I’m going to try to lean on knowing something about the audience, not because I’m chaining the truth of the message or even the content of the message, but what the content can do for the people in front of me So how can that shape them? So once I think I have the structure, I believe I have a sermon outline, I can’t tell you why it is that sometimes I can’t see the structure or the logic of it, and sometimes if in the Bible it’s just all one piece, then these days I will take the risk of going ahead and doing that Let the text be the text, work on it and go But without the ability to say “The sermon’s about this, this is what I’m trying to get done,” it’s pretty hard to preach But if you’re going to speak 3 or 4 times a week, then you’re going to have to be able to come to the passage where you understand this is where the passage is, this is where the sections end, this is how the structure unfolds, this is the type of literature, and as it speaks to these people, it will speak to people now if I understand both audiences The text will join all of that So those are some of the basics How do I use commentaries? These days, if I’m preparing new material, I’m doing it in the midst of everything else you see me doing around here “Well what would that be?” [laughter] By general condition, enough to wear me out So I want something, if I sit down to work on the message, I want something like the Tyndale Old Testament commentary series first Depending on the week, that may be all I can do The Tyndale Old Testament series — and by the way, I am really, more than most people, like the early Christians because I am hardly ever asked or allowed to preach on the New Testament [laughter] I really believe 2 Timothy 3:14-17, really do believe it So what does Tyndale do for you? Keeps you from looking foolish in public [laughter] Gives you basic structure If you can’t figure it out it helps you know it’s this kind of text, and here’s kind of how the verses flow, here’s kind of the logic and major character that’s in it If you don’t know who Nebuchadnezzar is, this’ll help you out Most of these are just short books, about like that Next, to get more details if I still need them or have time for them, I am going to read something like the New International Commentary of the Old Testament, or the New American Commentary if it’s a good one Why? Well that steps up to telling me more concepts, doing more work, and filling in some gaps so that I’m actually telling them something they wouldn’t know simply by owning a study Bible I want to inform a little bit If you preach the Old Testament, it doesn’t take much, they usually don’t know much about it, so you help them with that To then to drill down for myself to learn as much as I can, then I go down to a Hebrew-based commentary Because I want the details My mind thinks going from the broad to the narrow If your mind works the other way, do that, then But I’m not looking particularly for syntax, except I’m looking where the turn of the phrase is so that I’m looking for purpose clauses, I’m looking for things like that that’ll help me see the structure, but I’m also looking for the odd word I mean, I don’t know all that Doug Webster means when he says he’s looking for the tension in the text, I guess that’s one of the great things about him, but when I see a Hebrew word now that’s not used all that much or it’s different than I thought it was, if it can bring some meaning and enlightenment to the text, that’s what I’m looking for But you have to know some Hebrew, which is what we’re hoping for I know it shocks you because you think every seminary in America has at least 2 years of Hebrew, I am very sorry to inform you that you are going to be some of the experts now Some seminaries offer one semester of language, that’ll do ’em So does it surprise you when you say, “Oh, I don’t use my Greek anymore, I don’t find it very useful.” You didn’t have any Greek!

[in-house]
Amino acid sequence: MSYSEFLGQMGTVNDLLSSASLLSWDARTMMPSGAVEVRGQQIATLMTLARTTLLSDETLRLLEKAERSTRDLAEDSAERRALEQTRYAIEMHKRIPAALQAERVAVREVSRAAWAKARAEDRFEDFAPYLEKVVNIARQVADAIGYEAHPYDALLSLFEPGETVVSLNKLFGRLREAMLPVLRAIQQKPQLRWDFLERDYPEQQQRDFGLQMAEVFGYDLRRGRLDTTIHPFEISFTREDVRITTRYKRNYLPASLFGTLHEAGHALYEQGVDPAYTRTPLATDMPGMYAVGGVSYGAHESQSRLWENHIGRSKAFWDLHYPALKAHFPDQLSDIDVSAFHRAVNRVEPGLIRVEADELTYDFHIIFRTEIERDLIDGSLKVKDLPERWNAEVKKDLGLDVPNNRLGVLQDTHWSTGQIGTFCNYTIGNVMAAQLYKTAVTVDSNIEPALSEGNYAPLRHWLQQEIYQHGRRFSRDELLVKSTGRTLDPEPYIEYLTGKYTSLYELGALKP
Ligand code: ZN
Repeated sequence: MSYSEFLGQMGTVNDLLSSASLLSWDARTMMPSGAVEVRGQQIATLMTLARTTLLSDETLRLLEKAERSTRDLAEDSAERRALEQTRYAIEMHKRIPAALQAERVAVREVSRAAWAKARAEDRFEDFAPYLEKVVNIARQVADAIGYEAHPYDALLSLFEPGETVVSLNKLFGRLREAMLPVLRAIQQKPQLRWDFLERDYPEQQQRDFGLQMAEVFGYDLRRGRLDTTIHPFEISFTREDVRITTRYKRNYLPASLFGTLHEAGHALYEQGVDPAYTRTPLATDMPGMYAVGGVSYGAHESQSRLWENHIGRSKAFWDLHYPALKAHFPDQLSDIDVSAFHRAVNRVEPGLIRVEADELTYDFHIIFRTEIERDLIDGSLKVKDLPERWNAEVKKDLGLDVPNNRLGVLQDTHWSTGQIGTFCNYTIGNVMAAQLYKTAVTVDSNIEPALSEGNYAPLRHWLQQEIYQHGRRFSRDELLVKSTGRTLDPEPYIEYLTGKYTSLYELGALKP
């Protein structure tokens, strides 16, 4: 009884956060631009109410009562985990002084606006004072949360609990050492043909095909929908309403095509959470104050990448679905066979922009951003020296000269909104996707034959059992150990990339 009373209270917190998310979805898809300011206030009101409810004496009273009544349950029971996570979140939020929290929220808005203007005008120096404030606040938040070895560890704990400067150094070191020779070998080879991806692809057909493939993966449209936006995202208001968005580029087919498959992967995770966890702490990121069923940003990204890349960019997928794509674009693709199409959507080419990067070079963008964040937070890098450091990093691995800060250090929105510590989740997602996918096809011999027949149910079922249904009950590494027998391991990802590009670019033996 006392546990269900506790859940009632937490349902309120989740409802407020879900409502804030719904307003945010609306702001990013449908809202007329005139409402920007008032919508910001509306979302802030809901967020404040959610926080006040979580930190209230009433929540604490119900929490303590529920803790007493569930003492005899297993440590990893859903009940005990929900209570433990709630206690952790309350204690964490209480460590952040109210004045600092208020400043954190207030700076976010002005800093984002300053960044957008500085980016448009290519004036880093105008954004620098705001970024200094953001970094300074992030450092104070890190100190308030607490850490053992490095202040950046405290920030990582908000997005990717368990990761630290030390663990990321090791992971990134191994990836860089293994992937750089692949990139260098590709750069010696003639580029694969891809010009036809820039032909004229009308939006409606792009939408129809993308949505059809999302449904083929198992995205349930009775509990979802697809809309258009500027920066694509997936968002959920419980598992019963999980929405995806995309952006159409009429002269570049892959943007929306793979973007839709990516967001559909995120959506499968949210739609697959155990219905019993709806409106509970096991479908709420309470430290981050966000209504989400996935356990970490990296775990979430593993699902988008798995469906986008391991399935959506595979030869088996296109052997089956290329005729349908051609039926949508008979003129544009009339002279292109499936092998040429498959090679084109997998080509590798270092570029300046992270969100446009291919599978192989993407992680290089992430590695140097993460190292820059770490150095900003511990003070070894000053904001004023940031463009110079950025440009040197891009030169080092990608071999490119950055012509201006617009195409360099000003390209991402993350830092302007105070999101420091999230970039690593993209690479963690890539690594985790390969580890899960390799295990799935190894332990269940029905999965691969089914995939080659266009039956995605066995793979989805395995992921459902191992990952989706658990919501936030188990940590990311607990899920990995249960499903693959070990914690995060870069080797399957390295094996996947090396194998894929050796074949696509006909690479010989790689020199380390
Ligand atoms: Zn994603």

I don’t use my French anymore, either [laughter] I never had much, one semester of theological French On a good day I can basically speak Spanish on a good day, because I once learned it I was once pretty fluent Can you do this without the biblical language? You can preach without knowing how to read [laughter] It’s a good thing, too, we’re Christians, we need a miracle But I think you’re better if you can read I’ve never walked around in my ministry saying, “You know, I’ve got lots of useless information, I don’t know what I’m gonna do with all this.” There’s just too much I don’t know That’s how I use commentaries You don’t just go scramble for ’em And you know the commentaries won’t help you with application because they don’t have your audience They can help you with the first audience but they can’t help you with the one in front of you, you gotta do that, you gotta know those, and you gotta draw the comparisons So that’s kind of the way I work, and I want an outline and I usually have enough to say I was reminded last Sunday, that you learn to roll with things, because the sound system was messed up in a class that you have to have a sound system Hadn’t happened in years, but it was all messed up and they couldn’t figure it out, it was bothering everybody, and just had to figure out how to do that that day That affected how I was thinking and everything else You always still have to roll with it, that was my method, and if you take a look at the handout you’ll see that as I planned it I was teaching through Isaiah, I did backtrack in my teaching of post-Isaiah 36 text because I had done Isaiah 52 and 53 the week before, and then Easter week I did 25 It is a psalm of Thanksgiving, it falls into 3 parts, and I began to work with it In the days when I was trying to preach once I could not have done it I couldn’t have figured out what was in Isaiah so I hope to know more later, but I certainly know more than I used to, and it’s such a comfort and encouragement I still read other peoples’ sermons, but I’ve also learned this: Mark helpfully mentioned Calvin and the difference between someone’s commentaries and sermons Remember this: Calvin didn’t write very many biblical commentaries Most of what we know of his commentaries are lectures he gave to students transcribed followed by beautiful prayers that pulls the whole thing together for application And then he has these sermons And once he had studied the Bible, taught the Bible, commented on the Bible, preached the Bible, he revised the Institutes It did not go the other way Anyway, enough on all that So for instance, I like Martyn Lloyd-Jones quite a bit I once heard somebody say, “You can’t spend 13 years preaching through Romans on Sunday morning!” I thought, “Well if he had done that, it wouldn’t have been a bad thing, however that wasn’t what he did.” Those are the Friday night lectures he gave to interested Christians and others who came The sermons that are more teaching like Ephesians and the Sermon on the Mount, those were given on Sunday morning where he assumed there would mainly be Christians, his evangelistic sermons were preached Sunday night when he believed that there would lots of unbelievers that would be brought William Still did not preach through the Bible without fail, he said, well, it’s best if you’re going to do a little bit of Jeremiah, say, chapters 1-10 or something to balance it off in the evening service or however you want to do it with Philippians People can’t take that much woe all at once So when you plan your preaching think about it, the lectionary, which they did a good job talking about, but let me see what your questions are I’ve talked long enough About 10 minutes for questions before everybody has class [off screen] In your preaching and teaching do you see the sermon as a place where you can also helpfully kind of walk your congregation through how we read the Bible? [Dr. House] That’s what I’m trying to do [off screen] Okay, so you could say like we’re in this Old Testament story, this is what we do to understand what God is saying to us, when you’re reading at home this is how we walk through and learn what a text means [Dr. House] Yeah you can tell them that, and for the ones that are there, they’ll hear it You can put it on your website for those who read it, and as you practice it, they will get the point, and you will find their ability to read the text grow, and as William Still